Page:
• Provide remote workers with the technical equipment and guidance they need to be productive in this new arrangement; encourage online connections with co-workers to help combat feelings of isolation

  • Forgive disruptions that are bound to occur as professional and personal worlds collide

  • Provide mental health services for employees under psychological stress


Empower managers: Constantly shifting circumstances will demand ongoing internal adjustments. Each day brings different challenges, such as new health and regulatory guidelines, internal layoffs and furloughs or abrupt changes in customer needs. Managers need to be resilient, flexible and agile, especially now. Here is how to help your managers, and if you are a manager, consider talking with your supervisors about these ideas:

  • Create a set of priorities and protocols that help managers make decisions based on clear and consistent parameters

  • Encourage managers to collaborate with colleagues to problem-solve difficult or unique challenges; for remote workers or those in separate offices, this may require setting up Zoom or Slack accounts

  • Foster open and consistent dialogue between managers and the executive team by providing honest, direct and judgement-free feedback

  • Lead with empathy by recognizing the increased pressures managers are facing as they respond to a fluid situation, often with less resources, while dealing with concerns at home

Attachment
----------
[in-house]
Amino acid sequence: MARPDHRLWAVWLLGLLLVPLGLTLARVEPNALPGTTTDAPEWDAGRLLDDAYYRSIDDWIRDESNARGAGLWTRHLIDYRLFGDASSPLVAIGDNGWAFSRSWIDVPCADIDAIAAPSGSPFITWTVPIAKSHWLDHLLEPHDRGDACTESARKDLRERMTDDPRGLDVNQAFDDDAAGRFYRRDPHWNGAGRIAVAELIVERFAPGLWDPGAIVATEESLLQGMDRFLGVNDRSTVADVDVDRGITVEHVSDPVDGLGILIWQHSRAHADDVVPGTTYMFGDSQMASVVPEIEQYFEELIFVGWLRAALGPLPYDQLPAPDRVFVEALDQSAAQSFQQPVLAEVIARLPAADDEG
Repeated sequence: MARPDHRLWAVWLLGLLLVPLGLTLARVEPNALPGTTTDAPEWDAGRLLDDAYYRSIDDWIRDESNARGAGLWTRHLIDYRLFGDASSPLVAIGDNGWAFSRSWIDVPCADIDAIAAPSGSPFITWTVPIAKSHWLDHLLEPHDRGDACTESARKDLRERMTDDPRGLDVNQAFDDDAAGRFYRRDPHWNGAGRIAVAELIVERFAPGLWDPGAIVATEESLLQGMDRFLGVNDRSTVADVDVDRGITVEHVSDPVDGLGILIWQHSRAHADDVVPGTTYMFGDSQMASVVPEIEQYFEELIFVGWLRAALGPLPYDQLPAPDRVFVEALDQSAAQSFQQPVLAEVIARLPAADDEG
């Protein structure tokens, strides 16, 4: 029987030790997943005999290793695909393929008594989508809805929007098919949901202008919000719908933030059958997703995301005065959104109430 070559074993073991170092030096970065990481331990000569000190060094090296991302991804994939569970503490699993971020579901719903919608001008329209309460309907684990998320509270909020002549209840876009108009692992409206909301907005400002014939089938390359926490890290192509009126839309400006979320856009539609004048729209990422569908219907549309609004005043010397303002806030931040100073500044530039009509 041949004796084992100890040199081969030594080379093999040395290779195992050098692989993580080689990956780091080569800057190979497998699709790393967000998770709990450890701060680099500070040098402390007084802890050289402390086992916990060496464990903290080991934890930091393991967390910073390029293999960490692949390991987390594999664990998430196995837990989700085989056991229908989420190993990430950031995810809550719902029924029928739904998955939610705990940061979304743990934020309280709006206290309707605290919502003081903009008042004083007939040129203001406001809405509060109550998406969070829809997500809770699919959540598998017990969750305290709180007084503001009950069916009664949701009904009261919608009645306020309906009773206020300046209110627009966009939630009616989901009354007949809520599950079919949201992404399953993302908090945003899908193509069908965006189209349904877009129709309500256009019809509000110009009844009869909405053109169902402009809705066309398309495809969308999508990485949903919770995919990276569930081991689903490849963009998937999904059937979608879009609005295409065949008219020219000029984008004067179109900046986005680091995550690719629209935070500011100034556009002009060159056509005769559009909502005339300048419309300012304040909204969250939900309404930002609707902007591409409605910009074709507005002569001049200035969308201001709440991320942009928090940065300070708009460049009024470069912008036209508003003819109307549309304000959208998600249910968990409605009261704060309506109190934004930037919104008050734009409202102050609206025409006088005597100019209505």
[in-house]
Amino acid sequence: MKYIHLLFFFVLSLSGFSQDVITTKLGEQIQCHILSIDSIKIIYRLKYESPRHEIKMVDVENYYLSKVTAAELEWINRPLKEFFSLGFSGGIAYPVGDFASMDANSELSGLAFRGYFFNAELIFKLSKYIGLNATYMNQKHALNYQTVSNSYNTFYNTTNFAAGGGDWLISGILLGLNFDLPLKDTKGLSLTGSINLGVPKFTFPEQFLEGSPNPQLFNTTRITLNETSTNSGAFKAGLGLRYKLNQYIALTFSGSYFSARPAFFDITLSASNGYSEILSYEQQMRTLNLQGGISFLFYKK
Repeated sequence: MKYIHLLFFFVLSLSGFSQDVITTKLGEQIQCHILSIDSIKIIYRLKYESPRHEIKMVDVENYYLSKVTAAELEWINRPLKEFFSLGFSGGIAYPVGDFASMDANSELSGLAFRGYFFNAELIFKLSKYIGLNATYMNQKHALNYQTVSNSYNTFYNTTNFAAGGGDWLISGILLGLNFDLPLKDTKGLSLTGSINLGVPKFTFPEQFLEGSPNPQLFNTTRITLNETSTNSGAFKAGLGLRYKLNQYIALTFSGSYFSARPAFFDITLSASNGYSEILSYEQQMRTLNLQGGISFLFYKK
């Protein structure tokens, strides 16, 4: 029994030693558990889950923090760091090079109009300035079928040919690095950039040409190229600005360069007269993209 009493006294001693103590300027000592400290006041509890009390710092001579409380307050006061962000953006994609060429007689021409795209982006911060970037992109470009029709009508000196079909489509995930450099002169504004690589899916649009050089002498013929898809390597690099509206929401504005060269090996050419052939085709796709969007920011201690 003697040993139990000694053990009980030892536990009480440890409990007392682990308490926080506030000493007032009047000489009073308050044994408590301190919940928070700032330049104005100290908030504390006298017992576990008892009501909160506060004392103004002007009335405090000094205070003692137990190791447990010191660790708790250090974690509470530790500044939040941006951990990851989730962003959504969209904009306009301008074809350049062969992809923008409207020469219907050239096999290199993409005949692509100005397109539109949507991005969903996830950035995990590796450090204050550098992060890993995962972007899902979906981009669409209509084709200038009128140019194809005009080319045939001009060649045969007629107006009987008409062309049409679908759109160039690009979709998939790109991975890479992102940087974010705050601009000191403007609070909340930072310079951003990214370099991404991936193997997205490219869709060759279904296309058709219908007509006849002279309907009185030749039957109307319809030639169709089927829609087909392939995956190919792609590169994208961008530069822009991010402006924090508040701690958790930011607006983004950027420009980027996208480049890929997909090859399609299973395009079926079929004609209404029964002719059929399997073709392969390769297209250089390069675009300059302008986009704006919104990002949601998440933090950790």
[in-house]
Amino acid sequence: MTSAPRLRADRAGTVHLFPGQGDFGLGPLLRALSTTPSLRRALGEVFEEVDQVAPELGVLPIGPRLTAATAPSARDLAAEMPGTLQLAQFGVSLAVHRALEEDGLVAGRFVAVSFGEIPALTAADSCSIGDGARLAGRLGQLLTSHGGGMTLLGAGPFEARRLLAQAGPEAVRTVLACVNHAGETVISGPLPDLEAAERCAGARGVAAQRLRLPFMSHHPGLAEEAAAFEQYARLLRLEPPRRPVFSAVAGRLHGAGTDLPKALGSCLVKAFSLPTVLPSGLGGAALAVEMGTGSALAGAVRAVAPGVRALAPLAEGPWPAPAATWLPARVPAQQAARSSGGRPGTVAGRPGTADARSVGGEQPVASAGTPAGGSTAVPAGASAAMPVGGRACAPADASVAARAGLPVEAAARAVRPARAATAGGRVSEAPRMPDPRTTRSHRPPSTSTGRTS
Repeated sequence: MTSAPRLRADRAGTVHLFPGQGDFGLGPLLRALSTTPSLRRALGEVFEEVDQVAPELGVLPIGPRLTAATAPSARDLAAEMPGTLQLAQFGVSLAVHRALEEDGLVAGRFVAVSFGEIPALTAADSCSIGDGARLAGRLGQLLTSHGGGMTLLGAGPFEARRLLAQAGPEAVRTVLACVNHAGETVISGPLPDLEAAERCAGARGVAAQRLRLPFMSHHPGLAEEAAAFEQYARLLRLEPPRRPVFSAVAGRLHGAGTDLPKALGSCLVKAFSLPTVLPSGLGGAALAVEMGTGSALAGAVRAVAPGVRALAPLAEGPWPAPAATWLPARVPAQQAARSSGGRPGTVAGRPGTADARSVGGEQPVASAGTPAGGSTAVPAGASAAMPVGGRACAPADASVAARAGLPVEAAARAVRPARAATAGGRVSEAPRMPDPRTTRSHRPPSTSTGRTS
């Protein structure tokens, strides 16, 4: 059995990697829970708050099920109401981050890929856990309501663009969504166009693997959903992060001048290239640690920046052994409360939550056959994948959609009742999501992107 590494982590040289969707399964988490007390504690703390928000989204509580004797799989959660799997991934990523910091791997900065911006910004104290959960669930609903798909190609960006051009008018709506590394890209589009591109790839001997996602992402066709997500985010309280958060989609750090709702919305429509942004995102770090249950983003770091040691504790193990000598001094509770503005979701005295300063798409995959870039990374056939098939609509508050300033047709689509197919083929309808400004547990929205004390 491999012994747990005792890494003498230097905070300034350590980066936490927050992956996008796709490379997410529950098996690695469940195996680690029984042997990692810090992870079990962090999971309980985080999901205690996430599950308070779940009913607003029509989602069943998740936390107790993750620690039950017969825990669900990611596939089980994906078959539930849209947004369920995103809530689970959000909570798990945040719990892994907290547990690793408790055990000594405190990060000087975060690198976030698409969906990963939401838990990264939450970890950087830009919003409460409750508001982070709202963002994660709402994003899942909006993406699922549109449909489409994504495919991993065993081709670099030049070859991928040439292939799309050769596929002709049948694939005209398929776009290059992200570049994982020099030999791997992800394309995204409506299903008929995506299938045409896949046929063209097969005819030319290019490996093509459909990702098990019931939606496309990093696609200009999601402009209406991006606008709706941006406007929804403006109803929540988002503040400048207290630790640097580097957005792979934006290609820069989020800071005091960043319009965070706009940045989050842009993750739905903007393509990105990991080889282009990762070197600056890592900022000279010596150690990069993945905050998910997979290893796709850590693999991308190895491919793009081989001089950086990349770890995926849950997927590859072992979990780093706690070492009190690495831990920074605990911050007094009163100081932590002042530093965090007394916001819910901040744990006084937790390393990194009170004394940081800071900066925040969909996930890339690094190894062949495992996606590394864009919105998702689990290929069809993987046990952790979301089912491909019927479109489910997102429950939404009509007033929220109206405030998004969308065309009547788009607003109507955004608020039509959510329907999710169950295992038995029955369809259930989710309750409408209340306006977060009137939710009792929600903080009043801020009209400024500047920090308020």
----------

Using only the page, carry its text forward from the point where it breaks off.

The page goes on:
Communicate clearly: Transparency takes on new meaning during times of crisis, and being honest about what is known and what remains unknown can help instill trust and reduce rumors. Every company should have a crisis communication plan in place but here are a few points to consider relevant to COVID-19:

  • Stay informed of the latest information and guidelines from federal, state and local governments and communicate pertinent information to stakeholders, customizing the message based on audience

  • Minimize stress and panic by keeping the tone clear, concise and calm and offer solutions when possible

  • Determine a reasonable cadence and try to reach each audience on the platforms they prefer such as email, Facebook groups, Slack channels, etc.

  • Reinforce your culture by focusing on the organization’s core values and recognizing that some practices and perks may change because of this unique situation

  • Consider issuing a personal message from leadership, preferably in video, that addresses key concerns and offers a warm, empathetic “we’re here for you” message


While we are unsure how long this crisis will last, it remains imperative to plan for the future. This includes continuing career growth discussions with high-performing employees, maintaining close relationships with customers and developing long-range plans for operating in a changed world.


It is also critical to preserve and grow your talent pipeline so that you can quickly get back to business when things improve. If your organization needs talent today, or wants to plan for future needs, our network of executive search recruiters can help immediately. To learn more, visit us at www.touchpointpartners.com or contact me at acottingham@touchpointpartners.com.